Some of the answers and comments here seem to say that the /k/ in asked is not elided in standard Englishes. To counter this misconception, as well as to through some light on masked and risked, I thought it might be a good idea to put some information here from vetted published sources, and world-renowned professional phoneticians of English.
The following goes for Standard Southern British English (also called RP). It's taken from Practical Phonetics and Phonology by Beverley Collins and Inger Mees, Routeledge, 2008:
The sequence /skt/ has elision of /k/ instead of, or if preceding consonants, in addition to /t/:
- masked gunmen /mɑ:st gʌnmən/ or /mɑ:s gʌnmən/, they asked us /ðeɪ ɑ:st əs/
[Practical Phonetics and Phonology p. 127]
It would seem then that one should be able to extrapolate from this to words like tasked and possibly risked.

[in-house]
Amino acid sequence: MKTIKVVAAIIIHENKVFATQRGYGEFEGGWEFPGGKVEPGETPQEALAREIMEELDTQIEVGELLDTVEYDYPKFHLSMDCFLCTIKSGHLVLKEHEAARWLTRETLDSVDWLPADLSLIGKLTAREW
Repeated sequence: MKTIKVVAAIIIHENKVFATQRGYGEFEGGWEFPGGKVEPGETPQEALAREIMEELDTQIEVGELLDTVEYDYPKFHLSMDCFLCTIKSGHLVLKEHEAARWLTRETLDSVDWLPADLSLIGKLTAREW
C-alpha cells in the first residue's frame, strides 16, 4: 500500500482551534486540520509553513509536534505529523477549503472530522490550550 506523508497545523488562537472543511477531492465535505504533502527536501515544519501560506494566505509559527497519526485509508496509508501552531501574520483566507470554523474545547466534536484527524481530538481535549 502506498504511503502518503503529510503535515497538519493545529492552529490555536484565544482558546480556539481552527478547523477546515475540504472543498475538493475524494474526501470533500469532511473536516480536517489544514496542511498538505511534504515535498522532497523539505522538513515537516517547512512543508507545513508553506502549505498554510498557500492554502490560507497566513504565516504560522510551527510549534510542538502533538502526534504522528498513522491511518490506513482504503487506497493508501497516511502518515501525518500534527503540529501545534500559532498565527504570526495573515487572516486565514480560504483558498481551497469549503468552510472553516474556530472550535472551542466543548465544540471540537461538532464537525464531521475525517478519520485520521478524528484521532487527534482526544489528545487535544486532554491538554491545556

However, the following is from Professor John Wells' blog here. It's the entry for Thur 7 September 2006 (in case you want to check out the rest of the entry):
As an ordinary vocabulary item asked, the past tense of ask, is frequently pronounced without the [k]. In its LPD entry I write it as "ɑːskt", showing by the italicization that the velar plosive can be omitted. If it has no [k], it is homophonous with arsed, which explains our eggcorn.
Although we are very ready to elide the [k] in asked, we are not so ready to do so in other -sk past tenses: masked, basked, tasked, whisked, tusked. Nor can we readily elide the [p] in clasped, rasped, lisped, cusped. (OK, in rapid speech I concede that they all might go.)
I leave it to the gentle readers here to make of that what they will!